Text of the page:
Wednesday, 4 March 2009

Cloches In The Spring

We seem to have gone back into winter again. It so often happens that February brings a false spring, the birds, the trees and I all feel it. Those days that make you sweat with the burden of winter clothing, tempting you to discard the extra pair of socks and sow the seeds of tender plants, when in your heart you know it's too soon for either. Well it's happened again! Last week was beautiful here in Wales, sunny days, drying ground and bird song. Then last night, however, brought a different story. Cold wintry showers, icy rain and a covering of snow by morning. Yet this is seasonal and I always wonder at my inability (or is it an unwillingness) to expect it. Some of my favorite memories are of these early spring days, so precious, when you can get out and feel the earth returning to life after the little death of winter; when we can start to prepare for spring proper and plan for the year ahead. The cloches which I was making in the winter have already been deployed in the garden with an early sowing of carrots, spring onions and radish to get the salad crops going. The lettuce have just germinated in the propagator and will be planted out a little later, when spring proper has arrived. But when is that?

The old sayings come to mind, "ne'er cast a clout 'til may is out" was always a favorite of my grandfather, a clout being an item of clothing (so I'm told) , suggesting that we should be ready for cold weather, even until the end of May. Then of course there is "Blackthorn Winter" and true enough we often get another cold snap when the Blackthorn or Sloe is in blossom which is generally early April with us.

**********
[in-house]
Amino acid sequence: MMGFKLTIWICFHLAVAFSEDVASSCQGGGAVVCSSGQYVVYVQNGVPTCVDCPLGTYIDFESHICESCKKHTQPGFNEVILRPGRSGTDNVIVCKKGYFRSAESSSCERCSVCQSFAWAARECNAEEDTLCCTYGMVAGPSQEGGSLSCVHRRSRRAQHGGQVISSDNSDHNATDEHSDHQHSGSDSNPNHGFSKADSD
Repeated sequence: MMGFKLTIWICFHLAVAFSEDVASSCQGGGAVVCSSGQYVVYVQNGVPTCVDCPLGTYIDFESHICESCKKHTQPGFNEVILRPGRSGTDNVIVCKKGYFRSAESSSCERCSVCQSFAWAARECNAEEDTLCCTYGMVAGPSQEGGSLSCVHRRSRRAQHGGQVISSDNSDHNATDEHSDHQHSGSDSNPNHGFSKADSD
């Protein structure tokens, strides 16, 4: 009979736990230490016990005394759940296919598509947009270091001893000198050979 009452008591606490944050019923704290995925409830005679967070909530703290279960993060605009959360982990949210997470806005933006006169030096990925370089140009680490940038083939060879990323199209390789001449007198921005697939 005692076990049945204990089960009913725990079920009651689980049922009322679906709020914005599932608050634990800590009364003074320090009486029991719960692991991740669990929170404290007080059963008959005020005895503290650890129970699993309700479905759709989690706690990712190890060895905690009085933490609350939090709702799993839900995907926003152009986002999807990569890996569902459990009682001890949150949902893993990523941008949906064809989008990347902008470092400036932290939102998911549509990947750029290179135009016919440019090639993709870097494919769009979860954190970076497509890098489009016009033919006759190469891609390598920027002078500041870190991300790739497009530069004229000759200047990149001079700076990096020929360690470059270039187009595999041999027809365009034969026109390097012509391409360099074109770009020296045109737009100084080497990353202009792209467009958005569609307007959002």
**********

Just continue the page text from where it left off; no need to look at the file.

So cloches are good, warming the ground when the sun shines and conserving that warmth when it doesn't. They also allow it to dry out a bit quicker which is a boon for us in the West of Britain, but when it does rain the water soaks into the ground under them as they are not too wide, meaning less watering is needed in the early summer. Now there is something to look forward to!

1 comment:

  1. The old cloches, great - movable and low cost protected cropping. I must get my even cheaper cloches up and going very soon (wire hoops covered in plastic). Just waiting for the latest gales to go through before I put them up; they don't tend to fare so well over a Force 6!
    Potatoes have been very slow to come up this spring, just starting to poke through from a January planting. Roll on real spring!